What causes vaginal rash?
Vaginal rashes can be caused by non-infectious conditions, such as allergic reactions, irritation, or inflammation, or by infectious conditions. Many of the infectious conditions are spread sexually, although some are not.
Infectious causes of vaginal rash
Vaginal rash may be caused by infections including:
- Genital herpes (sexually transmitted disease caused by the herpes simplex virus type 1 or 2)
- Granuloma inguinale (sexually transmitted infection that is rare in the United States)
- Human papilloma virus (HPV, the virus that causes genital warts)
- Molluscum contagiosum (skin infection caused by the molluscum contagiosum virus)
- Pubic lice (also called “crabs”; parasitic insects that live in the pubic hair)
- Scabies (contagious skin disease caused by small mites)
- Syphilis (sexually transmitted disease caused by the bacterium Treponema pallidum)
- Yeast infection
Other causes of vaginal rash
Vaginal rash can also be caused by other diseases, disorders or conditions including:
- Allergic reactions
- Atopic dermatitis or eczema
- Chemical irritants, such as soaps, feminine hygiene products, perfumes, lubricants, douches, or creams
- Lichen simplex chronicus (chronic skin condition associated with itching and scratching and thickening of the skin)
- Psoriasis (itchy skin condition associated with skin irritation and redness, often with areas of thickened, red skin with white flaky patches)
Questions for diagnosing the cause of vaginal rash
To diagnose your condition, your doctor or licensed health care practitioner will ask you several questions related to your vaginal rash including:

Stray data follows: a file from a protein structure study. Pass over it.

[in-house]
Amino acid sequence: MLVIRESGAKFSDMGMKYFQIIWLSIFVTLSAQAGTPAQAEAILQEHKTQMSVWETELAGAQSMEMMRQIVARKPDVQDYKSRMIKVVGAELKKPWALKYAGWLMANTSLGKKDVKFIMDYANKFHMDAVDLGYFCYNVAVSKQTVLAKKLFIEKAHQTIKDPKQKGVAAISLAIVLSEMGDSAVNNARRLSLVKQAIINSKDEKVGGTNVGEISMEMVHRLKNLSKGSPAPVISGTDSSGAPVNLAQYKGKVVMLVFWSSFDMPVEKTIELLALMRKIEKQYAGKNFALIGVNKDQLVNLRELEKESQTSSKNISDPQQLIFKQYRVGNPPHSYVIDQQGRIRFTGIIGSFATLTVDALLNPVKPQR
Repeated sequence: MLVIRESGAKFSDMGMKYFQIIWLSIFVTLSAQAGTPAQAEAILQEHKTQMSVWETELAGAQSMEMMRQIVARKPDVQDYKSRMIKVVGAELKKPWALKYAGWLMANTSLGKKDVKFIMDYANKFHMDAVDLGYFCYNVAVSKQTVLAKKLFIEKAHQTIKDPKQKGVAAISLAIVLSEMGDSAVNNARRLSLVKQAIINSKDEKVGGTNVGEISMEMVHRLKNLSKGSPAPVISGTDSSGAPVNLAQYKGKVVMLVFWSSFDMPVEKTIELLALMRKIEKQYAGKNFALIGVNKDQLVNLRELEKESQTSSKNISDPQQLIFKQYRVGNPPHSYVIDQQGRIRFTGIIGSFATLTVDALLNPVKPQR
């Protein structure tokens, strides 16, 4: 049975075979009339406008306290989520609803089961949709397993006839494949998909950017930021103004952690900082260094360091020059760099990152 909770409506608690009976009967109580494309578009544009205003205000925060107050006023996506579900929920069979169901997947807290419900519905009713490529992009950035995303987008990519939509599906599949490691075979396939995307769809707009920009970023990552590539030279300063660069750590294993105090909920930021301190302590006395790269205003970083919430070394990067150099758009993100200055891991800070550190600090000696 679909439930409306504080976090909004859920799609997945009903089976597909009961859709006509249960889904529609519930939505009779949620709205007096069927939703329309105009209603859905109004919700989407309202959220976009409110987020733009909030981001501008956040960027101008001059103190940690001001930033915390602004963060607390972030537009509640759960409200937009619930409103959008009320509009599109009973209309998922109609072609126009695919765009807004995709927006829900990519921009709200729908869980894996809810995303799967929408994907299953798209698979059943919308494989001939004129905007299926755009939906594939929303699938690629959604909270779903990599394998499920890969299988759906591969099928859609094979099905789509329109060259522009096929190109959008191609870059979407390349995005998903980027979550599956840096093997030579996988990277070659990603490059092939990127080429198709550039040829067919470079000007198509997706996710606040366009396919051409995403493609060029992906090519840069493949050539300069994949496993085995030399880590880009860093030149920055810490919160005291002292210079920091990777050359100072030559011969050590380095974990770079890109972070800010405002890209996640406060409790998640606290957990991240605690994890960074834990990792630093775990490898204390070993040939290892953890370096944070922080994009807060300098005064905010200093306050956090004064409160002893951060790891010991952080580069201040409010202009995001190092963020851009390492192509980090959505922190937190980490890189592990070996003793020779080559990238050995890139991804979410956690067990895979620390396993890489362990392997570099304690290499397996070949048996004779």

- When did you first notice the vaginal rash?
- Have you changed soaps or detergents lately or started using any genital hygiene products?
- Have you had a vaginal rash before?
- Is there anything that seems to make it better or worse?
- Do you have any other symptoms?
- Have you been intimate with anyone who has similar symptoms?
- Are other areas of your body affected?
- What medications are you taking?
What are the potential complications of vaginal rash?
Because vaginal rash can be due to serious diseases, failure to seek treatment can result in serious complications and permanent damage. Once the underlying cause is diagnosed, it is important for you to follow the treatment plan that you and your health care professional design specifically for you to reduce the risk of potential complications including:
- Secondary or tertiary syphilis (complications of untreated syphilis, including rashes, heart disease, neurologic disease, or tumors of the skin, bone or liver)
- Secondary skin infection (infection that develops on top of the current condition, often due to scratching)
- Spread of infectious disease to close contact or sexual partner
Sexually transmitted diseases (STDs). National Institute of Child Health & Human Development. http://www.nichd.nih.gov/health/topics/sexually_transmitted_diseases.cfm. Accessed May 13, 2011.
Sexually transmitted diseases. Medline Plus, a service of the National Library of Medicine National Institutes of Health. http://www.nlm.nih.gov/medlineplus/sexuallytransmitteddiseases.html. Accessed May 13, 2011.
What is vaginal rash?
Although vaginal rashes can be related to noninfectious conditions, such as allergic reactions and contact dermatitis, many are due to sexually transmitted infections. The area around the vagina may be reddened with blisters or sores, or it may retain its normal color but have bumps present. Other symptoms, such as discharge, pain, burning with urination, or itching, may also occur.
What other symptoms might occur with vaginal rash?
A vaginal rash may accompany other symptoms, which vary depending on the underlying disease, disorder or condition. Conditions that cause vaginal rashes can cause other vaginal or vulvar symptoms or affect other body systems.